Sustainability of the ongoing asset market rally


There is little room for complacency. Many preconditions are still needed to sustain the relief rally on easing trade tensions and Brexit worries.
Philip Wee, Duncan Tan11 Oct 2019
    Photo credit: AFP Photo


    FX: A welcome relief rally but is it sustainable?

    The week is looking forward to end on an optimistic note, a stark contrast from its dismal start. The offshore Chinese yuan has appreciated 0.4% on October 10, fuelled by hopes for a partial trade deal on the first day of China-US trade talks in Washington. The British pound surged 1.9% on Thursday that UK Prime Minister Boris Johnson and his Irish counterpart Leo Varadkar may have found a “pathway to a possible Brexit deal”. Even so, there is little room for complacency. Many preconditions are still needed to sustain the relief rally on easing trade tensions and Brexit worries.

    To affirm a temporary trade truce, the second day of trade talks (today) will need US President Donald Trump to suspend or cancel the US tariffs that are scheduled to hit on Chinese goods October 15 and December 15. Longer term, the broader China-US trade war remains unresolved. The US’s latest measures to limit capital flows to China and US investments in China suggest that the US is looking beyond tariffs to step up pressure on China towards the “big deal” that President Trump wants.

    Any Brexit deal would need the support of all EU27 nations and fragmented UK House of Commons. Expect more rhetoric and volatility into the European Council meeting on October 17-18. UK lawmakers will probably prefer Prime Minister Johnson to request, under the Benn Act, the EU for a Brexit extension by October 19. Brussels is willing to consider a delay if UK holds and election or referendum. A no-deal Brexit can be averted on October 31 if PM Johnson abandons his “do or die Brexit” for a “People vs Parliament” election in December or later. Unless the polls are wrong about a hung parliament at the next elections, there is still no resolution to the Brexit mess.

    Rates: Fiscal easing in Asia to steepen bond curves

    Three Asian countries (India, South Korea and Thailand) have recently stepped up on fiscal support, to complement easier monetary policy, in boosting economic activity. All else equal, fiscal loosening and the resultant increase in bond issuances should steepen bond curves and widen bond-swap spreads. For India, the government has cut the corporate tax rate from 30% to 22%. While the estimated USD20bn tax cut cost is expected to be partly offset by RBI dividend, our economist sees rising risk of a miss to the FY20 fiscal deficit target of 3.3% (budgeted). This has been greatly reflected through steepening of GSec curve and persistent widening of GSec-OIS spreads.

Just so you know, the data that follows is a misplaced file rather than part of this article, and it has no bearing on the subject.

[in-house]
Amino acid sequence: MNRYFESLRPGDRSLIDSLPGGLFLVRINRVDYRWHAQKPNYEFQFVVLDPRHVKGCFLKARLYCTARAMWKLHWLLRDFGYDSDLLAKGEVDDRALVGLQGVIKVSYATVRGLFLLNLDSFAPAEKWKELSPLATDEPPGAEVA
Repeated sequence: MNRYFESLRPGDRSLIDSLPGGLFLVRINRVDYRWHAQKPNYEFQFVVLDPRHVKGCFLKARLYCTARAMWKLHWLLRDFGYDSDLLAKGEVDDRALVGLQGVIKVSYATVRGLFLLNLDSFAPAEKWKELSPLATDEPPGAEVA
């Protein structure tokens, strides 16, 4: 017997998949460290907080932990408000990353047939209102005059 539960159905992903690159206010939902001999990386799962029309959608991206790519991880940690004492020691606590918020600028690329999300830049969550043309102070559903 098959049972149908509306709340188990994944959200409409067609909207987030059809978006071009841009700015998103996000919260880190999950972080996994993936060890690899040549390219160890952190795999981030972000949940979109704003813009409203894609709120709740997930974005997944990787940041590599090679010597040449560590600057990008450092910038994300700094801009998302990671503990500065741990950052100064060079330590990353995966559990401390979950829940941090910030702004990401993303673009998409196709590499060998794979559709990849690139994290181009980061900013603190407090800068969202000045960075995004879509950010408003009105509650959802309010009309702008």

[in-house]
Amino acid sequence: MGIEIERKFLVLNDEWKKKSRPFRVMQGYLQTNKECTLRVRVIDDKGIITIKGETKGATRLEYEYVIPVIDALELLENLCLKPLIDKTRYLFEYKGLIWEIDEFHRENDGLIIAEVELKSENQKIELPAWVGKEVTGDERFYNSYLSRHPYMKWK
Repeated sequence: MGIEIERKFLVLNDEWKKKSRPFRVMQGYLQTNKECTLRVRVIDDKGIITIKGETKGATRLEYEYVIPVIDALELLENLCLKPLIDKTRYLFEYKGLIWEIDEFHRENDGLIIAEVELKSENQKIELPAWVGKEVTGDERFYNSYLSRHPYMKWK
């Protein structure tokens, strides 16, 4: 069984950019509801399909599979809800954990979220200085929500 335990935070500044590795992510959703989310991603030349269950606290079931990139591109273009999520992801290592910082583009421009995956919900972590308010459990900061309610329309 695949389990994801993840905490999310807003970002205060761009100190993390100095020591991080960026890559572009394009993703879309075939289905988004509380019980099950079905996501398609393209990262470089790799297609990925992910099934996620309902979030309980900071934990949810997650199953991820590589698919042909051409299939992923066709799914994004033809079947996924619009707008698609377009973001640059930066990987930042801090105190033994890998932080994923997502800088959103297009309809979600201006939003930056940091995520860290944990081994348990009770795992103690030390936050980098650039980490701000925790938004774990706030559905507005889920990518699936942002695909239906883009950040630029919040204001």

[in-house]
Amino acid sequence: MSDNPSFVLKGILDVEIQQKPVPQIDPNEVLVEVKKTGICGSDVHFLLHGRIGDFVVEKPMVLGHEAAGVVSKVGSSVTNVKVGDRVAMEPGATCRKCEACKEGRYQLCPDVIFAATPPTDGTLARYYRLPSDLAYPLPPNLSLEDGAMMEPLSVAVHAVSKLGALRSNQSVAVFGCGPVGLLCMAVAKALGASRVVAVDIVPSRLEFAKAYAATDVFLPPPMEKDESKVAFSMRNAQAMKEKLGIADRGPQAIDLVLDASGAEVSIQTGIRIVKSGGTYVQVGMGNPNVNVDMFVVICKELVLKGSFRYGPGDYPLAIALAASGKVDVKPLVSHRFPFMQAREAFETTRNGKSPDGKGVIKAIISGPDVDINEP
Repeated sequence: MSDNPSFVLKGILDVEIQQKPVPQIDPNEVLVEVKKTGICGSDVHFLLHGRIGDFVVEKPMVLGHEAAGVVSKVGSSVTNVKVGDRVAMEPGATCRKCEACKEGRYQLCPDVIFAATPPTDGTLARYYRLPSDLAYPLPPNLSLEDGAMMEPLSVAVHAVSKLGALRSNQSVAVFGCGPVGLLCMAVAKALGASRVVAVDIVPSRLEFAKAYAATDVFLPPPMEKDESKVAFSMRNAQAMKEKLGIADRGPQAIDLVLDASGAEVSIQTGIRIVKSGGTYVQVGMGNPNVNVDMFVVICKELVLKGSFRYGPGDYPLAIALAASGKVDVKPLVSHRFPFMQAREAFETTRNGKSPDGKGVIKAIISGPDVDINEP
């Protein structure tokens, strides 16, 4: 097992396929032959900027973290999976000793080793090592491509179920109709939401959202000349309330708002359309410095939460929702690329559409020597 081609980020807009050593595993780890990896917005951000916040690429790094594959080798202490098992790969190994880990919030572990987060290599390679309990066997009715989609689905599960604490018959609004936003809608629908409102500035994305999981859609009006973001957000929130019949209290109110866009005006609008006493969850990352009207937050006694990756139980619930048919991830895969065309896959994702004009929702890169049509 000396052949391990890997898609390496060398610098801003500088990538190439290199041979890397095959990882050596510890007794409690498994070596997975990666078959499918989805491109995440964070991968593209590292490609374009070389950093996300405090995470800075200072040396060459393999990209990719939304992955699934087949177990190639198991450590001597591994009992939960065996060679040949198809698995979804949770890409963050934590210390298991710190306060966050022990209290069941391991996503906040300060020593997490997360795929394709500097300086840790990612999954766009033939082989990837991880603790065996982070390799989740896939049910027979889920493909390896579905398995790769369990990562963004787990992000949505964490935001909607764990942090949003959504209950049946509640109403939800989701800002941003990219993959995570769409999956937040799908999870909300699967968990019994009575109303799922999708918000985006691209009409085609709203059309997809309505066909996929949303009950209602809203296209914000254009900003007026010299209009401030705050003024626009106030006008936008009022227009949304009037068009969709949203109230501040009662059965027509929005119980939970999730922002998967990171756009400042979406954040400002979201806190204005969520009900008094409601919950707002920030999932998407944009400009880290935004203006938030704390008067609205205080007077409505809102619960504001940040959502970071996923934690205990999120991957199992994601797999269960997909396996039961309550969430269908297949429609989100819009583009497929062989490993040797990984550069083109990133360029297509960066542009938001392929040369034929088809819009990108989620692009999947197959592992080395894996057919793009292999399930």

For South Korea, prospects of more expansionary budgets have had little impact on the KTB curve. Based on the 2020 Budget proposal (link), fiscal deficit is expected to increase from 1.9% to GDP in 2019 to 3.6% in 2020. From 2021 to 2023, government spending is projected to rise at an average rate of 5.6% per year. As a result, government debt to projected to climb significantly, from 37.1% to GDP in 2019 to 46.4% in 2023. We think markets are under-pricing the size of future increases in net issuances and its impact on KTB curve. Steepening pressures could intensify in the following months as market pricing catches up. In terms of yield levels, greater supply-related risk premium would offset some of the downward pull by the weak economic outlook. Hence, we have turned more neutral on the direction of KRW rates vs bullish previously.

    Philip Wee

    FX Strategist - G3 & Asia
    philipwee@dbs.com

    Duncan Tan

    FX and Rates Strategist - Asean
    duncantan@dbs.com
     

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